January 10, 2020 - Kunsthaus Bregenz - Bunny Rogers: Kind Kingdom
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January 10, 2020

Kunsthaus Bregenz

Bunny Rogers, Self-Portrait as Clone of Jeanne d’Arc (Becky Joan), 2019. Courtesy of the artist and Société, Berlin. © Bunny Rogers.

Bunny Rogers
Kind Kingdom
January 18–April 13, 2020

Opening: January 17, 7pm
Artist's talk Bunny Roger: January 18, 11am

Kunsthaus Bregenz
Karl-Tizian-Platz
6900 Bregenz
Austria
Hours: Tuesday–Sunday 10am–6pm,
Thursday 10am–8pm

T +43 5574 485940
kub@kunsthaus-bregenz.at

kunsthaus-bregenz.at
Facebook / Instagram / YouTube

Bunny Rogers
Kind Kingdom
January 18–April 13, 2020

Opening: January 17, 7pm
Artist's talk Bunny Roger: January 18, 11am

Kunsthaus Bregenz
Karl-Tizian-Platz
6900 Bregenz
Austria
Hours: Tuesday–Sunday 10am–6pm,
Thursday 10am–8pm

T +43 5574 485940
kub@kunsthaus-bregenz.at

kunsthaus-bregenz.at
Facebook / Instagram / YouTube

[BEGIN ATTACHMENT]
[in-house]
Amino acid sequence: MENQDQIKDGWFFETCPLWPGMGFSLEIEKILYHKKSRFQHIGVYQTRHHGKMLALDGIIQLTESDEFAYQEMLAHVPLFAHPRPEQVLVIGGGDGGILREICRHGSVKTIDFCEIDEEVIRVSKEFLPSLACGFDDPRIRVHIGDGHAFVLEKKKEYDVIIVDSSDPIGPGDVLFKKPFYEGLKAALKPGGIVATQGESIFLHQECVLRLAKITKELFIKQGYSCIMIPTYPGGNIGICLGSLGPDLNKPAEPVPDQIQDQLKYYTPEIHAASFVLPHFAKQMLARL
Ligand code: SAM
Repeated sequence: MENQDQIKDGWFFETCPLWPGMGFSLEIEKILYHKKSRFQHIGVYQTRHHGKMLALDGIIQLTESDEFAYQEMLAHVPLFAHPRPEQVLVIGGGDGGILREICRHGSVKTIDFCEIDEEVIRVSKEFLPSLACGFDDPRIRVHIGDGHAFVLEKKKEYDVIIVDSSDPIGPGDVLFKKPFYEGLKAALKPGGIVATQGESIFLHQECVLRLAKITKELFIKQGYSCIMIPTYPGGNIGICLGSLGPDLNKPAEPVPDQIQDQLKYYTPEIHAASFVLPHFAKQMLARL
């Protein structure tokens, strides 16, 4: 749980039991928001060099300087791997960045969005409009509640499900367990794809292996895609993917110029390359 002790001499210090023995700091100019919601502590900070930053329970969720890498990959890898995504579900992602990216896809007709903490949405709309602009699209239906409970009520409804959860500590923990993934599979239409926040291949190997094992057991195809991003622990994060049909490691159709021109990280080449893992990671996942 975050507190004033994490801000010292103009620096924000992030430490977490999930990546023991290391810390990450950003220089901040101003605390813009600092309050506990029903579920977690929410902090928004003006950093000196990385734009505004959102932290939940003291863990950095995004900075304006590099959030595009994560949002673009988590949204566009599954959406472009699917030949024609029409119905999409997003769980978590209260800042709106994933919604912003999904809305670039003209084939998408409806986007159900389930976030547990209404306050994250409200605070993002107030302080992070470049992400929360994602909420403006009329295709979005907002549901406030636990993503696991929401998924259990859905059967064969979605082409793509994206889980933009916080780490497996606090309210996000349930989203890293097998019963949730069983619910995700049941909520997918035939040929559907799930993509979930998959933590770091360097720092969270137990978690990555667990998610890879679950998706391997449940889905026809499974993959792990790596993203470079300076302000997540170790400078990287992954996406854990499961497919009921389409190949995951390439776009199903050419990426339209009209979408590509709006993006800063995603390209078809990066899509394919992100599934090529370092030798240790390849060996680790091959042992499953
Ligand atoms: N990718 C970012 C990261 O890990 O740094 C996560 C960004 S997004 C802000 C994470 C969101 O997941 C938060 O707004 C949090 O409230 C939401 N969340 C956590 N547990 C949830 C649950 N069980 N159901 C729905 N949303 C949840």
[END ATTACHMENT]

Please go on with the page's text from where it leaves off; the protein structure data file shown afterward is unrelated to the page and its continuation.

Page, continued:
For its first exhibition in 2020 Kunsthaus Bregenz is presenting the US-American artist Bunny Rogers. The architecture and unadorned concrete of Peter Zumthor’s building provide an ideal setting for Rogers’ work, since she frequently invites her viewers into gloomy mise-en-scènes.

Death and mourning may be repressed in modern-day life, but in art they have always been a central subject. Still lifes evoking mortality are part of art history, as are memento mori. For Bregenz, Bunny Rogers is planning expansive installations across all four floors of the building, the various scenarios and prevailing atmosphere being inspired by American funerals. The ground floor features heavy curtains, floral wreaths, and black ribboning, whilst elsewhere roses are visible that have been cast in concrete. A real lawn is being laid on two floors. Soil, rubbish, and withered flowers become metaphors for the poetic and painful, beauty and transience—an art that does not shy away from the eerie, to remind each of us of our own responsibilities. It is a memorial, “objective art is impossible,” according to Bunny Rogers.

This eerily empty, apparently abandoned presentation of the space, with its sometimes distressed tiling, becomes an uneasy tableau, transforming KUB into a unique site that is not merely theatrical, but also a critical and political one interrogating the present.

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Kind Kingdom
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